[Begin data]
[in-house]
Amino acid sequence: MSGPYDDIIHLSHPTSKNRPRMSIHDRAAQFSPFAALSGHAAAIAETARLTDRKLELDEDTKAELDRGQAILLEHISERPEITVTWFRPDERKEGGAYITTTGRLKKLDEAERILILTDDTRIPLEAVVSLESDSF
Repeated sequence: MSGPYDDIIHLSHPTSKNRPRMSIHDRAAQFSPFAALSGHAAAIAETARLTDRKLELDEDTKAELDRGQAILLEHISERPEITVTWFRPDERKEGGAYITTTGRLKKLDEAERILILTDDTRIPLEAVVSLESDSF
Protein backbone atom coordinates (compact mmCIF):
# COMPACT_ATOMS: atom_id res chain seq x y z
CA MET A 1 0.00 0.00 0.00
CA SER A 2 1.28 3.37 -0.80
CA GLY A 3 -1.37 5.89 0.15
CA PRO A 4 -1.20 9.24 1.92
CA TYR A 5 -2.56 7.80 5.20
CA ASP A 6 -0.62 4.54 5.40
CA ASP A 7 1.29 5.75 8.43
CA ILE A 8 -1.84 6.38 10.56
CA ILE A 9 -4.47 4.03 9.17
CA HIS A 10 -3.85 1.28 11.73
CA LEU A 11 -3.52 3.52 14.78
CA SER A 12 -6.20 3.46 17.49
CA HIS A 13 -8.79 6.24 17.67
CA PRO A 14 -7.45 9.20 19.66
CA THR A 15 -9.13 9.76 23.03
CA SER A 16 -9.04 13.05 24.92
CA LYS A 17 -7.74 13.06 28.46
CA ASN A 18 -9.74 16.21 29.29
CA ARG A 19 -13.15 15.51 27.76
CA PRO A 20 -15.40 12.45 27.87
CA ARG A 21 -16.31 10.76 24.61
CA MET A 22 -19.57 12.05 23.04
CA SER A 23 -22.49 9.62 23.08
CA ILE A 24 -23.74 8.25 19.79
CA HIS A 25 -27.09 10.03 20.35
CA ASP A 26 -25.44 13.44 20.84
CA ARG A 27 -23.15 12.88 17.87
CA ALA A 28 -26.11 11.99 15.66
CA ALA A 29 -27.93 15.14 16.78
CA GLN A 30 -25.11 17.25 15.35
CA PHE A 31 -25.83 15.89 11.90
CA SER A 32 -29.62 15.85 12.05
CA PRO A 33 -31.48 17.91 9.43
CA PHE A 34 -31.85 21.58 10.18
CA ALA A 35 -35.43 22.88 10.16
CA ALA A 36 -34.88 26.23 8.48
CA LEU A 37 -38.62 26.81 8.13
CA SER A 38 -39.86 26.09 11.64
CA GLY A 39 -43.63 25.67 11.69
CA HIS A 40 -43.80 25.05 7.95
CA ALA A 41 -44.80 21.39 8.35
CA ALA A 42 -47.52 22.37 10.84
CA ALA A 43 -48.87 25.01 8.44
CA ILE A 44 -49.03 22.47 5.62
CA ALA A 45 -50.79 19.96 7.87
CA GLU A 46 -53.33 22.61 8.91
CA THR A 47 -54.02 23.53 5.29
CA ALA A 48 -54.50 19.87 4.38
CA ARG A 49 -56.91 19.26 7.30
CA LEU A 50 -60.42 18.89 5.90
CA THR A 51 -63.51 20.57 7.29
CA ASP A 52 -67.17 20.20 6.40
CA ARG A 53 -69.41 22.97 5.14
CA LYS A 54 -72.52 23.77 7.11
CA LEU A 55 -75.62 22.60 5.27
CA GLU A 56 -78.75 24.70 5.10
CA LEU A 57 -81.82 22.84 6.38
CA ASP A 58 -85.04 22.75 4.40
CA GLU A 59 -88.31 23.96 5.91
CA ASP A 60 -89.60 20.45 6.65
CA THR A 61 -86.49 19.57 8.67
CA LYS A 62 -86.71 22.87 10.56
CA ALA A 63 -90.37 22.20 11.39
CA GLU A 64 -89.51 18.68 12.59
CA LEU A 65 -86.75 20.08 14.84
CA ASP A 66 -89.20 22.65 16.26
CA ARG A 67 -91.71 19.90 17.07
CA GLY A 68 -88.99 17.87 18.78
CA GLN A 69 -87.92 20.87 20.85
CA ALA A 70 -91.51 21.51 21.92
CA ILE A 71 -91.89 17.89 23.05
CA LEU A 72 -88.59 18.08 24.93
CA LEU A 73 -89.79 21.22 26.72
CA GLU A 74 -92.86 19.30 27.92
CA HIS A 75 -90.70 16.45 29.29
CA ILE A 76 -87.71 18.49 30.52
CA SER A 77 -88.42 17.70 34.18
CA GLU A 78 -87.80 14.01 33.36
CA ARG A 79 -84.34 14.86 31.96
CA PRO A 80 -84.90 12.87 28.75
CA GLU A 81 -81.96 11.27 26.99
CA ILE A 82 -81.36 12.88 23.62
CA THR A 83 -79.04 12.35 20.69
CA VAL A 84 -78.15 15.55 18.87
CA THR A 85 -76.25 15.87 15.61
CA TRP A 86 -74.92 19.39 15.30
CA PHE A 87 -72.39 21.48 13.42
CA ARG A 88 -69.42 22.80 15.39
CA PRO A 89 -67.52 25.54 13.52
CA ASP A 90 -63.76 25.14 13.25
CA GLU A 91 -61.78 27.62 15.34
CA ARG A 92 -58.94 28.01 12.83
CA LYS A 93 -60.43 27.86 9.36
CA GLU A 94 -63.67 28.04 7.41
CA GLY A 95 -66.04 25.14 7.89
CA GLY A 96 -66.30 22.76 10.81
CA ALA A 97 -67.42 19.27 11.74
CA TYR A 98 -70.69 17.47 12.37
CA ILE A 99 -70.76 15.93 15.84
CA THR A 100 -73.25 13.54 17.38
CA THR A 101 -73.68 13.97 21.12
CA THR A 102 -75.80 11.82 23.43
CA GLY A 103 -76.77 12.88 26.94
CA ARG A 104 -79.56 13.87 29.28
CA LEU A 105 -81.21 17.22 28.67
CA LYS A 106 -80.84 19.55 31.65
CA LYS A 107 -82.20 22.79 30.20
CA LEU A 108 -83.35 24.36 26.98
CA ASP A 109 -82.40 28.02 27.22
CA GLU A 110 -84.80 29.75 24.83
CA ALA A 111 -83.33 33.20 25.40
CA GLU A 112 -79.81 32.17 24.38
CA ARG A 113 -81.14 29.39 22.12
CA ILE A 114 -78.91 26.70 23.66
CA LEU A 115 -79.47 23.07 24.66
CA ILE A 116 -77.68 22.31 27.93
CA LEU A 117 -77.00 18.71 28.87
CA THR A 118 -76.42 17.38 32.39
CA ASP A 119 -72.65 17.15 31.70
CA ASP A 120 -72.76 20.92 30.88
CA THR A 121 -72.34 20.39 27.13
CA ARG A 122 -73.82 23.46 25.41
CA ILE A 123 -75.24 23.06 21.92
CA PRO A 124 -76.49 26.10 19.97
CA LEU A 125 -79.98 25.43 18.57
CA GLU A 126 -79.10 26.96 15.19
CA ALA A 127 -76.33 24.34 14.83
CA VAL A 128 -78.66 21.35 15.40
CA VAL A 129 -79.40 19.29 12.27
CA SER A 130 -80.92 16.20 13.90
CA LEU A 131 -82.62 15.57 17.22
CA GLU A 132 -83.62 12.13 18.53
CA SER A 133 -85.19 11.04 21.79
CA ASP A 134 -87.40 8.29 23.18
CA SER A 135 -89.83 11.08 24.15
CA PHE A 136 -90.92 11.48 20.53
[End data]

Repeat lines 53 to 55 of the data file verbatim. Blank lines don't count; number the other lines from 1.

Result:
CA ALA A 48 -54.50 19.87 4.38
CA ARG A 49 -56.91 19.26 7.30
CA LEU A 50 -60.42 18.89 5.90